The state of the art in dental image analysis
Dental image analysis is one of the most challenging and recent areas of medical image analysis. The maxillofacial area is densely populated by complex overlapping structures, often very small. Besides that, teeth significantly vary in shape and position, creating additional obstacles for image segmentation. As a result, dental image analysis requires advanced feature extraction and segmentation techniques, and, in many cases, a 3D reconstruction.
Computer vision applications in dentistry
Medical image analysis mostly deals with diagnostic issues, supporting diagnosticians in their decisions; however, dentistry provides at least one more application for some image analysis techniques, which is computer-aided design and computer-aided manufacturing (CAD/CAM) systems.
Of course, CAD/CAM systems employ only some of image analysis techniques, such as image preprocessing and semi-automated image segmentation, but these systems constitute one of the most important trends in modern dentistry, and this apparently makes them one of the top dental image analysis applications.
Yet, computer-aided diagnostics is the second major use of dental image analysis. Computer vision can be utilized to identify carious lesions and periodontitis signs, as well as maxillary sinusitis, osteoporosis, and other pathologies.
Computer vision is also applied to cephalometric analysis and teeth classification for both theoretical and practical purposes.
Introduced in the 1980s as an awkward novelty, CAD/CAM systems have since then matured into a cutting-edge orthodontic and dental surgery technique providing a fast and reliable method for dental restoration.
CAD/CAM systems use intraoral cameras or CBCT to reconstruct a 3D picture of the dental arch and provide the information necessary to design and create dental prostheses and orthodontic appliances. The CAM part means that the system creates necessary prostheses on the spot, allowing the manipulation to be performed in a single day.
According to the latest Technavio’s market research, the global dental CAD/CAM market is consistently growing at an estimated CAGR of over 8% by 2021, and a key trend to foster its growth is the shift toward open architecture software that allows more flexibility.
As the most common tool based on medical image analysis, computer-aided diagnosis (CAD) systems support radiologists and dentists in their work, often significantly enhancing diagnostic accuracy and speed.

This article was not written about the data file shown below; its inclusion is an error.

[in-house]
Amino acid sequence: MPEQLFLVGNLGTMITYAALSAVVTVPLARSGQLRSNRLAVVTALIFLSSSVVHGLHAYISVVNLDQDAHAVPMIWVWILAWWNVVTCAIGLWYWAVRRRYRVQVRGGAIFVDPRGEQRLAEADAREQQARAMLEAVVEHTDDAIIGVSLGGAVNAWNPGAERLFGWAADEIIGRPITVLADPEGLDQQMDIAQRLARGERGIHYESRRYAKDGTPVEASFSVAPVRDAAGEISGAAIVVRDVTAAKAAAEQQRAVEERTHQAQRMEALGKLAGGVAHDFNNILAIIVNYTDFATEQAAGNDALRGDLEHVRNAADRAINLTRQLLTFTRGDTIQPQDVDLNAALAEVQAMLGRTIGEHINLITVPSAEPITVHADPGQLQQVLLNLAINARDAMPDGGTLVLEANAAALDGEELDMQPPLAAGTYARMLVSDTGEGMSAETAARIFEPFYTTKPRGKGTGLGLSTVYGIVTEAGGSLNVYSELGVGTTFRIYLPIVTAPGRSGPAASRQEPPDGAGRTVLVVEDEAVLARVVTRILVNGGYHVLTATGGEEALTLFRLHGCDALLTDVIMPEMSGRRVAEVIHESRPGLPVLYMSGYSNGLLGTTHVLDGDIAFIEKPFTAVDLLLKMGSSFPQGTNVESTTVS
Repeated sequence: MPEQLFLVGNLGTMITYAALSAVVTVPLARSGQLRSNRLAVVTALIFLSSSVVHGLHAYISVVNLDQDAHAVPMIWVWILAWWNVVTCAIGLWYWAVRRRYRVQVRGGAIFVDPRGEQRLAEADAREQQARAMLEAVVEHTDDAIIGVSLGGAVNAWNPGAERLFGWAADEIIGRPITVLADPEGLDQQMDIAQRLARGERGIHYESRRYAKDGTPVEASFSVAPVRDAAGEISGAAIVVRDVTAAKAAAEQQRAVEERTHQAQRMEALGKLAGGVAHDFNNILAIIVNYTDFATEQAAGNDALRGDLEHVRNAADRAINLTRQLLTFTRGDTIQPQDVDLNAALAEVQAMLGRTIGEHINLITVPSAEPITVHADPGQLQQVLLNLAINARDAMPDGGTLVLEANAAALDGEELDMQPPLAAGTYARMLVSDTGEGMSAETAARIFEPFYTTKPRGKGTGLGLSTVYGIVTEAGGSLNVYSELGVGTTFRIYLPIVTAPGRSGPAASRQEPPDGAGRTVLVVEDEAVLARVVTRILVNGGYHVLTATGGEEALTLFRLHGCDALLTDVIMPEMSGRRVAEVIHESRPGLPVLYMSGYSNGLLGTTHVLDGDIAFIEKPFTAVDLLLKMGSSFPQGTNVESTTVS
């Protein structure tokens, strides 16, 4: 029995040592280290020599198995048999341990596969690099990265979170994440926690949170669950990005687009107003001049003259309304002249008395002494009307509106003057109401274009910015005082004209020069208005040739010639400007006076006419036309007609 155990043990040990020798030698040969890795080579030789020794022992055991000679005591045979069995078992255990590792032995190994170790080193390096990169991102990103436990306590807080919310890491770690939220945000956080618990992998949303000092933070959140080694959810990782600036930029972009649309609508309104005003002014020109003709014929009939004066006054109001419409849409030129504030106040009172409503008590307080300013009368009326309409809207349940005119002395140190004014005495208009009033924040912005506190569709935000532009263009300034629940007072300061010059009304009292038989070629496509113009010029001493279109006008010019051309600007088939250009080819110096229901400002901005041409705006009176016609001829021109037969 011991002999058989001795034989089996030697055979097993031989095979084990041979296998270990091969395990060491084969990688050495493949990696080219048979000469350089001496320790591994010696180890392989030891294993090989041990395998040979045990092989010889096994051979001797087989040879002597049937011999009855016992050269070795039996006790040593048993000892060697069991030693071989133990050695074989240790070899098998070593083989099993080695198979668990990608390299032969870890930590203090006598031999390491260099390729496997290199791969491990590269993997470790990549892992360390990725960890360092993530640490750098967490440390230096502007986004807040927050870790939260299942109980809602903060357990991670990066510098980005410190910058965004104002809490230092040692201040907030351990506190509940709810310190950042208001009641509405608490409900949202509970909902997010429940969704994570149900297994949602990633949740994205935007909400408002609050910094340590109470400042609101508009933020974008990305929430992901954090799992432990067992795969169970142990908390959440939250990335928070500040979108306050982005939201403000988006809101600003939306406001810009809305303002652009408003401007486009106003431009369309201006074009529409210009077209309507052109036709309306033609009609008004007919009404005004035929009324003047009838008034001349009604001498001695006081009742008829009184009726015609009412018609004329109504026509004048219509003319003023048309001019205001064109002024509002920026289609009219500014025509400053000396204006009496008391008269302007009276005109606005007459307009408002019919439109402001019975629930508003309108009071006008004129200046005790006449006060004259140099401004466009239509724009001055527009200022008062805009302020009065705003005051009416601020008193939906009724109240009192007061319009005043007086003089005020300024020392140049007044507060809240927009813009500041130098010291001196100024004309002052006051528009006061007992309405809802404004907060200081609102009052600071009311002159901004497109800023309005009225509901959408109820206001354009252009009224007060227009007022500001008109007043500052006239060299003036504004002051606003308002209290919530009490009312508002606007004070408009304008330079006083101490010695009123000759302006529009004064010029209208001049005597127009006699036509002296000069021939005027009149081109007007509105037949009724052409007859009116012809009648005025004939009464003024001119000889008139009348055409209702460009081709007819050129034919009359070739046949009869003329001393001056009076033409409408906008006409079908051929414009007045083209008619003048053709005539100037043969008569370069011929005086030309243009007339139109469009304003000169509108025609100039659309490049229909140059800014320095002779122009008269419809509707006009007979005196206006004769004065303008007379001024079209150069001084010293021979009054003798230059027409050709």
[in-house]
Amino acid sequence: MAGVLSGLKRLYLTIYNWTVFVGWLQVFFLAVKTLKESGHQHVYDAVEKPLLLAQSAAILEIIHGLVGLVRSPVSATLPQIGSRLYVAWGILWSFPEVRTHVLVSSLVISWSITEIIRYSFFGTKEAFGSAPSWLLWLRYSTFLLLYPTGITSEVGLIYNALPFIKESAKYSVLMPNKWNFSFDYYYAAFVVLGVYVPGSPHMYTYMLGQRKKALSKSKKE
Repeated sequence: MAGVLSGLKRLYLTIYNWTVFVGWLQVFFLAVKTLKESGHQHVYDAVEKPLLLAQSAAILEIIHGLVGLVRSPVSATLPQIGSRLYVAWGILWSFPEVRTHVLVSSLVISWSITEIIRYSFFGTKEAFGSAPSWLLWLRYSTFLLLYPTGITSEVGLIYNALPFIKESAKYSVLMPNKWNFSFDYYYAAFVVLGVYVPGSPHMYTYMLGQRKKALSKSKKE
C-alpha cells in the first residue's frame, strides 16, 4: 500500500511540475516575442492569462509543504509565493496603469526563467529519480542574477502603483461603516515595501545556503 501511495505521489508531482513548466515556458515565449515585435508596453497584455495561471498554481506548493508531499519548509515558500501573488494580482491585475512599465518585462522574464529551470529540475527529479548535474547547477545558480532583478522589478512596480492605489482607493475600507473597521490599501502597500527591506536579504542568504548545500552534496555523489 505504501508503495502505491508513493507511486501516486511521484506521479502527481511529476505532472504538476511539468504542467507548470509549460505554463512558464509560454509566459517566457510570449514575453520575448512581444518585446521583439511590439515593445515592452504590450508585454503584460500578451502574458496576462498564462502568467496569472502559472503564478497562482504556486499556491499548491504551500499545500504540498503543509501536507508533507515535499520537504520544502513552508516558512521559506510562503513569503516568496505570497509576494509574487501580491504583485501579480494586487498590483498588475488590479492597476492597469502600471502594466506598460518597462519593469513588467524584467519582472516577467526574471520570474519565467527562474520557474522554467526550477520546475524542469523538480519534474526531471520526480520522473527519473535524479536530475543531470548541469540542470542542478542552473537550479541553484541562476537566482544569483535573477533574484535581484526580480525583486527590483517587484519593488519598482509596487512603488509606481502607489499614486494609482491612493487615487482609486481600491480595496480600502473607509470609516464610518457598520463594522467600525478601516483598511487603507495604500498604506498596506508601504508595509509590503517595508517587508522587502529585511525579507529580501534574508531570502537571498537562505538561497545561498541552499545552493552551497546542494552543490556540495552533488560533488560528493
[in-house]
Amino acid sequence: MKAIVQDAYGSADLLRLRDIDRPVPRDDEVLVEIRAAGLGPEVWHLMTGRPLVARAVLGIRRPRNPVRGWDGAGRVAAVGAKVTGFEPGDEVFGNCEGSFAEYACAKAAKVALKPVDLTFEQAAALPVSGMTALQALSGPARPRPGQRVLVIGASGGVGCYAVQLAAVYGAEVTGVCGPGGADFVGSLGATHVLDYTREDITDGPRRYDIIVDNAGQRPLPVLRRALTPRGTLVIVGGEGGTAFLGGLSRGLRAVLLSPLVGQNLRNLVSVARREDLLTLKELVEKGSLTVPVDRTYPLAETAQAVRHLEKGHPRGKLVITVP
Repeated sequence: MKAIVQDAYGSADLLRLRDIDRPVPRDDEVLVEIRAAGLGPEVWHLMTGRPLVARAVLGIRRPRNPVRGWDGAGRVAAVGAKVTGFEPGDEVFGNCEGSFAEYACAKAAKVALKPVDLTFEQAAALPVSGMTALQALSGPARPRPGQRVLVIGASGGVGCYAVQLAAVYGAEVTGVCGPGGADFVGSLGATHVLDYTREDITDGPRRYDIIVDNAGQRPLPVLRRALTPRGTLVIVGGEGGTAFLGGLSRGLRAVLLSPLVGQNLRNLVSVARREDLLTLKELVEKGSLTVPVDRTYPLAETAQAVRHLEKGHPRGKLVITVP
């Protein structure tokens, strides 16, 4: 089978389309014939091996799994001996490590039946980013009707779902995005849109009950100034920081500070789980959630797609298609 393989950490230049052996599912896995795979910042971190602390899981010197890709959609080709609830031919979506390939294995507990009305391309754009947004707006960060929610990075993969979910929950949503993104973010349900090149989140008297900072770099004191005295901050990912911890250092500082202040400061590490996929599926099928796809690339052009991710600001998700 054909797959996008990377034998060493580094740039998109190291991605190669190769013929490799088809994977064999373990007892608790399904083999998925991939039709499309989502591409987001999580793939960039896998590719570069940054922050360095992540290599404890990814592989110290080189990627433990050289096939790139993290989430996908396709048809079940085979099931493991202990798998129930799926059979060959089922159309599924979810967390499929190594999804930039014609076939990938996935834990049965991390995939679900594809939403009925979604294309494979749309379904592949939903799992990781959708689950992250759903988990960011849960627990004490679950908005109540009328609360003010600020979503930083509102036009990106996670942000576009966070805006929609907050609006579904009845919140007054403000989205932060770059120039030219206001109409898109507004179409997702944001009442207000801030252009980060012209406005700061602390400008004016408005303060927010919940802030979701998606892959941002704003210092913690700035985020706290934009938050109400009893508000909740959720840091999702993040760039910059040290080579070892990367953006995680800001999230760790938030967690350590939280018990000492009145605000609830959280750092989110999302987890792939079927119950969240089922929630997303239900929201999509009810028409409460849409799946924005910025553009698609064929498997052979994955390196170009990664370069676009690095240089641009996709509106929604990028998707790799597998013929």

Based on reference matching, CAD systems are already used for caries diagnostics. Some researchers have reported the true-positive result rate to nearly double (from 39% to 69%) in caries detection when supported by a CAD system. Another research has shown less optimistic results due to teeth segmentation problems.
Anyway, carious lesion identification is one of the most common tasks in conservative dentistry, and a partial automation of this process would be of great benefit for physicians, so this problem definitely requires more attention.
2) Endodontic diagnosis
Presence or absence of inflammatory changes in the dental pulp is crucial for the tooth treatment plan. To decide on tooth depulpation, dentists also can ask for CAD system advice.
Several recent research papers propose many-sided approaches to the problem of pulp and root canal segmentation, such as linear prediction model for root canal edge extraction and fuzzy c-means clustering for root canal segmentation in high-resolution micro-CT records.
Periodontitis, an inflammatory disease of soft tissues surrounding the teeth, can be even trickier to detect in plain dental radiographs. In order to succeed, highly sensitive edge detection and segmentation techniques should be applied.
To address the problem of automated periodontitis detection, Chinese researchers suggested a combination of semi-supervised fuzzy clustering algorithms for dental X-ray image segmentation. The proposed system performed much better than conventional segmentation techniques, although the authors admit that there is still room for improvement.
4) Maxillary sinusitis
Dental infections often cause inflammation of maxillary sinuses due to anatomical peculiarities of this area, and it is important that even inexperienced dentists should be able to detect this complication in plain panoramic radiographs. It isn’t easy, as dental panoramic images are not intended to diagnose sinus pathology, and overlapping structures often make it difficult to recognize sinusitis.